Marla Bonner: So is this an area of study that our audience can look forward to receiving from you and your colleagues? Are you presently working on that?
Dr. Galovski: Yes, definitely. We recently published a couple of sex differences papers where we included anger and we are hoping to start a study soon looking at prison populations with individuals suffering from PTSD and so we anticipate seeing elevated types of anger there as well.
Marla Bonner: Certainly looking forward to that research from you and your colleagues. So, were any of your observations consistent to previous findings as it relates to PTSD and anger, and if so, what were some of those unique conclusions?
Dr. Galovski: So we saw some similar patterns emerge. We certainly saw that anger and its anger control state and trait anger were elevated with our PTSD folks.
One difference was that we saw not quite as strong of a relationship between anger directed outwards and PTSD, and we hypothesized that this might be because of a lack of males in our sample, but perhaps most interesting we found that individuals who received our PTSD treatment, which was cognitive processing therapy or prolonged exposure, improved similarly on state anger and anger-in, even if they didn't improve on the PTSD symptoms, so this suggests that the PTSD interventions are really targeting anger symptoms specifically and even independently from relief from the PTSD improvement, but anger control seems to be much more dependent on change in PTSD symptoms with respect to the individuals who respond well to treatment and lost that PTSD diagnosis, those PTSD responders seem to show more overall change on anger control, which was interesting.
Marla Bonner: What bearing do your results have on other populations, specifically, those who are predisposed to PTSD and who have also experienced interpersonal assault and violence, I'm thinking specifically of survivors of child abuse and neglect?
Dr. Galovski: Yes, absolutely, and it is interesting that of the 139 women who participated in this particular trial, most of them had significant histories of child abuse and neglect as well as adult exposure to violence as well, so we're talking about this sample really did include lifelong abuse history, the results are most likely quite generalizable to folks who experienced trauma at really any developmental point.
Marla Bonner: That's very interesting. So as you know, trauma not only has psychological effects, but physiological ones as well, and so, in your opinion, how do other traumas like neglect and deprivation alter brain circuitry, and could this provide some insight into the lack of engagement of dropouts in your study?
Dr. Galovski: Absolutely. It's a great question and we didn't measure it specifically, but we certainly know from the larger literature that neglected deprivation can certainly be demonstrated to alter brain circuitry especially in early stages of development and in critical stages of development.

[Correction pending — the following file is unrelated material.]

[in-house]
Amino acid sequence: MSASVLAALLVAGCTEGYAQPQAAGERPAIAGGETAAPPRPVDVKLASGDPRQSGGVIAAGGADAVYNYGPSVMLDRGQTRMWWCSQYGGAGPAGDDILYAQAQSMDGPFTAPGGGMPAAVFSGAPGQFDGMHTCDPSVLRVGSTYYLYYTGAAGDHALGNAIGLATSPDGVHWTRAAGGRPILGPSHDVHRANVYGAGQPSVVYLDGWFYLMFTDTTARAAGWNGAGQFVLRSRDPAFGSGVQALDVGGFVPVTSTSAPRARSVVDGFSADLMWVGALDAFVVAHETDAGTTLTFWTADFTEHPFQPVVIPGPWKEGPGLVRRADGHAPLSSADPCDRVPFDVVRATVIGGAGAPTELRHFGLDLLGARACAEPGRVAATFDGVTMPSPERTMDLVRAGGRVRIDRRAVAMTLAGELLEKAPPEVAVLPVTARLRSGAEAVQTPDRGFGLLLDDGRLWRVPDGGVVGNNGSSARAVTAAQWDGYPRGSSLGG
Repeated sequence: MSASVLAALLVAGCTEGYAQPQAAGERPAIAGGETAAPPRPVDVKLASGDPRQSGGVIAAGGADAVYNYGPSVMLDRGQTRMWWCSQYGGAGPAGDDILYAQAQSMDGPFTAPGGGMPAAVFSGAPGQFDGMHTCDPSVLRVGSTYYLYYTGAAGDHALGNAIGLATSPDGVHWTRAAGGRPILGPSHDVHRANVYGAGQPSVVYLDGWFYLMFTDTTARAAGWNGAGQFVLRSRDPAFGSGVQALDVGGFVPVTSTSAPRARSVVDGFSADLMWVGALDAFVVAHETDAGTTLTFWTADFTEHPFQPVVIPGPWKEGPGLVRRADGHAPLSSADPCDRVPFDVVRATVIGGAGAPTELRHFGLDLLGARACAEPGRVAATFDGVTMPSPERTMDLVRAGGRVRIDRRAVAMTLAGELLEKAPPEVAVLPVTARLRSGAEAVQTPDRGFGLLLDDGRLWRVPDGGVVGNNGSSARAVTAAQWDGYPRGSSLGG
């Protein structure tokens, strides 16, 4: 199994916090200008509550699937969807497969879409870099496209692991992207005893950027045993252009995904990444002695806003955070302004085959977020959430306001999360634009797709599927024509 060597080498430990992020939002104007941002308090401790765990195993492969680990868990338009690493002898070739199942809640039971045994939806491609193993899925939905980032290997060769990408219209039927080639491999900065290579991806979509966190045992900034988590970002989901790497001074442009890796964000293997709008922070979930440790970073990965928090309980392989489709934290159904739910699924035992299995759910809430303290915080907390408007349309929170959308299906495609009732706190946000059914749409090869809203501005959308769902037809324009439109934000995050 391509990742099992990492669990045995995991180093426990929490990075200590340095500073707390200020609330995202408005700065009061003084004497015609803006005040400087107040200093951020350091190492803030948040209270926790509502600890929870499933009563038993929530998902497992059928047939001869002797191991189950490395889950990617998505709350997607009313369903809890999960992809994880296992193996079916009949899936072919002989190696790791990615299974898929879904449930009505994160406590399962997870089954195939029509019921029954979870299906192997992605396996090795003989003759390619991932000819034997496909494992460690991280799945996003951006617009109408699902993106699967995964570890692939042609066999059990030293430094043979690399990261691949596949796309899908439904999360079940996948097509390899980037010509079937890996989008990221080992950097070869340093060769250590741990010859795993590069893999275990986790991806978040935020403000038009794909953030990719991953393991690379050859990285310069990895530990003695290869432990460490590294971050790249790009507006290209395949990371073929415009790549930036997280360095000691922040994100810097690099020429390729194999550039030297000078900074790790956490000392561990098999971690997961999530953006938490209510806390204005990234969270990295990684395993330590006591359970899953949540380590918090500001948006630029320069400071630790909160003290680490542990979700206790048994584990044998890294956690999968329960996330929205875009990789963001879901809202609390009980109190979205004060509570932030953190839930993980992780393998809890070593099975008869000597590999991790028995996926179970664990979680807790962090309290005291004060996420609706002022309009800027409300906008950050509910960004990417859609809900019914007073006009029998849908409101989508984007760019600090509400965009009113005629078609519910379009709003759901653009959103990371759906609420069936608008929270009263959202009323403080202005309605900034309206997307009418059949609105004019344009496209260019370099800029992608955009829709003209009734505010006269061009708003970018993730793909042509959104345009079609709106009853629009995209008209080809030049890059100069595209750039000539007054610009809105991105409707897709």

In addition in our sample, many women suffered significant domestic violence or other types of violent assault, which can result in blows to the head, and we often see traumatic brain injuries and so forth, so any type of physiological disruption and injury can certainly influence the extent to which you are able to engage in the treatment and also to benefit from the treatment.
That being said, conducting these types of trials in the center with respect to treatment dropout, it's been much more the experience that individuals drop out of treatment due to other reasons such as moving out of town, or having a medical problem, or difficulties with transportation, or because that they get better so they don't complete treatment.
So in those kinds of cases with respect to engagement in treatment, I don't know if it's as much of a physical limitation that's preventing that engagement or causing dropout, as more of a logistical one, so we would introduce something like motivational interviewing or something like that to increase someone's readiness to change and get back to the trauma work.
Marla Bonner: So would you say that motivational interviewing for example is an alternative treatment option for dropouts? Are there other treatment options that may be provided at your institution?
Dr. Galovski: We will use the best evidence-based intervention at our institution, and those have really been demonstrated to be cognitive processing therapy and prolonged exposure and so those are the primary treatments that we'll offer, so with respect to dropouts, if someone's at a risk of dropout, then we will use interventions such as motivational interviewing to increase their readiness to get back to the trauma work, but there are certainly other interventions that have shown empirical support, like MDR, and there's some support for yoga, and other types of alternative interventions, that we would certainly be happy to try, we've just had pretty significant success with CBT or PE.
Marla Bonner: Sure, and in your estimation, what impact does your study have or do you hope that it will have on the way anger is defined, assessed, and treated clinically?
Dr. Galovski: I think the important take home points from our study include the assessment and maybe real consideration of the different subtypes of anger as you're starting to formulate your treatment plan. So we have a substantial literature that shows that anger can certainly get in the way of goals, sticking with treatment, engaging in treatment, and also certainly benefiting from treatment.
So our data really show that as clinicians we fully expect to see individuals realize benefits and their problematic anger during the course of these interventions for PTSD. So elevated anger at the beginning of therapy really should not be a reason to exclude or delay someone from getting treatment for PTSD. Of course, if there's a priority like the anger potentiating harm to oneself or to others, or possibly resulting in the loss of a job or incarceration, then those are treatment priorities, but overall our data really, I think, contribute to the larger literature suggesting that anger will commonly occur in the context of PTSD and it's quite reasonable to expect that will significantly change for the better over the course of the therapy.
Marla Bonner: Well thank you so much, this was a great conversation and we certainly appreciate you taking the time to speak with us today.
Dr. Galovski: Oh I'm happy to do so. Thank you.
Marla Bonner: To read this article and others from Psychological Trauma, please visit our website at: www.apa.org/pubs/journals/tra/.
Thank you for joining us. I'm Marla Bonner, with APA Journals Dialogue.
Episode 1: Anger Dimensions and PTSD Treatment